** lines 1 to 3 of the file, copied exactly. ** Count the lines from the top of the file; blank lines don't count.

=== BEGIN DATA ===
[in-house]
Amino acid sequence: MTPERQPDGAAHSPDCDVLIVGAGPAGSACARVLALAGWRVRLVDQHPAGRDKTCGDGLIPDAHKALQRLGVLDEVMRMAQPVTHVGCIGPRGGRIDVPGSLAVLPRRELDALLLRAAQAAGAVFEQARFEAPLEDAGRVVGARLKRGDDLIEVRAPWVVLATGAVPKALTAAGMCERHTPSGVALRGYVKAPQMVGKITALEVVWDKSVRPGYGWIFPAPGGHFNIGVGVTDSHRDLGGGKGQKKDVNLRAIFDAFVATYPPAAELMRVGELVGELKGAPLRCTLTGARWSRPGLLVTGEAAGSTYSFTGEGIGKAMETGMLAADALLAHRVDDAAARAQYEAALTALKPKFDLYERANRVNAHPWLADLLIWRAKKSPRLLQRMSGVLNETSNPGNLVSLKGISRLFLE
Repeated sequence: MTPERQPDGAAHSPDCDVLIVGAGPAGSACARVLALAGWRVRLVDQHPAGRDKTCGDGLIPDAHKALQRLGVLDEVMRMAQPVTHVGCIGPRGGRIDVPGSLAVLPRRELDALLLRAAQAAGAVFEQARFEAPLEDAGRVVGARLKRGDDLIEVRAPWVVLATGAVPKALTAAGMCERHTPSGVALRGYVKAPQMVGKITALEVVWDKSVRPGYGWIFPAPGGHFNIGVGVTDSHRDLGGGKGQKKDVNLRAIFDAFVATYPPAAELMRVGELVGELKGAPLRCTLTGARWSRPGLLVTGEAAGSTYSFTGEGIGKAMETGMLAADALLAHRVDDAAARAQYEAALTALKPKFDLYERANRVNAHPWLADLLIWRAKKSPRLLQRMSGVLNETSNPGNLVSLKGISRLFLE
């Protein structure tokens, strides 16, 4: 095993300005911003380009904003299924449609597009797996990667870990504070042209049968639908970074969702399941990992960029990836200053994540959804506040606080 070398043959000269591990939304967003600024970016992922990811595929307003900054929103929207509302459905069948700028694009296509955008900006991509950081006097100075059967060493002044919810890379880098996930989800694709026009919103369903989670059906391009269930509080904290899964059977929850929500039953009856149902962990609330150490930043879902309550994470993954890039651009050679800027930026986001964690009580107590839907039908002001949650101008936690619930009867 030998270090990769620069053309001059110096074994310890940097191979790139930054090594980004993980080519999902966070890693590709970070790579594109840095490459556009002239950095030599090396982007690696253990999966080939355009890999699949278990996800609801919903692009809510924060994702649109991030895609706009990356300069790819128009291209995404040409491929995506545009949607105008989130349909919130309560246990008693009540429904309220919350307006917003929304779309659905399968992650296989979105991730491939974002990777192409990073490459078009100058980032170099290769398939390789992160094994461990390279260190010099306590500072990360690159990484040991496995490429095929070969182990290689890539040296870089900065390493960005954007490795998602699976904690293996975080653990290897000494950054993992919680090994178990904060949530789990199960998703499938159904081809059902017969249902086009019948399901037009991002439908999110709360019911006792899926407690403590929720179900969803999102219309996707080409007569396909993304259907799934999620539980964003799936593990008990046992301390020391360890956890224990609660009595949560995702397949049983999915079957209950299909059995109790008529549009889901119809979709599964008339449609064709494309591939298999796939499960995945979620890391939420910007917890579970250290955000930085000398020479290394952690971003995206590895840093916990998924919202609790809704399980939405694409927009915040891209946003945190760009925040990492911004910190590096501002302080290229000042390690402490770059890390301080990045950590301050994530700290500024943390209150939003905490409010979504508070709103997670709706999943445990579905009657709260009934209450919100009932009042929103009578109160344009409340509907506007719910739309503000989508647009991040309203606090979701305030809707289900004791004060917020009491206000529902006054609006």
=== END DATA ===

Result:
[in-house]
Amino acid sequence: MTPERQPDGAAHSPDCDVLIVGAGPAGSACARVLALAGWRVRLVDQHPAGRDKTCGDGLIPDAHKALQRLGVLDEVMRMAQPVTHVGCIGPRGGRIDVPGSLAVLPRRELDALLLRAAQAAGAVFEQARFEAPLEDAGRVVGARLKRGDDLIEVRAPWVVLATGAVPKALTAAGMCERHTPSGVALRGYVKAPQMVGKITALEVVWDKSVRPGYGWIFPAPGGHFNIGVGVTDSHRDLGGGKGQKKDVNLRAIFDAFVATYPPAAELMRVGELVGELKGAPLRCTLTGARWSRPGLLVTGEAAGSTYSFTGEGIGKAMETGMLAADALLAHRVDDAAARAQYEAALTALKPKFDLYERANRVNAHPWLADLLIWRAKKSPRLLQRMSGVLNETSNPGNLVSLKGISRLFLE
Repeated sequence: MTPERQPDGAAHSPDCDVLIVGAGPAGSACARVLALAGWRVRLVDQHPAGRDKTCGDGLIPDAHKALQRLGVLDEVMRMAQPVTHVGCIGPRGGRIDVPGSLAVLPRRELDALLLRAAQAAGAVFEQARFEAPLEDAGRVVGARLKRGDDLIEVRAPWVVLATGAVPKALTAAGMCERHTPSGVALRGYVKAPQMVGKITALEVVWDKSVRPGYGWIFPAPGGHFNIGVGVTDSHRDLGGGKGQKKDVNLRAIFDAFVATYPPAAELMRVGELVGELKGAPLRCTLTGARWSRPGLLVTGEAAGSTYSFTGEGIGKAMETGMLAADALLAHRVDDAAARAQYEAALTALKPKFDLYERANRVNAHPWLADLLIWRAKKSPRLLQRMSGVLNETSNPGNLVSLKGISRLFLE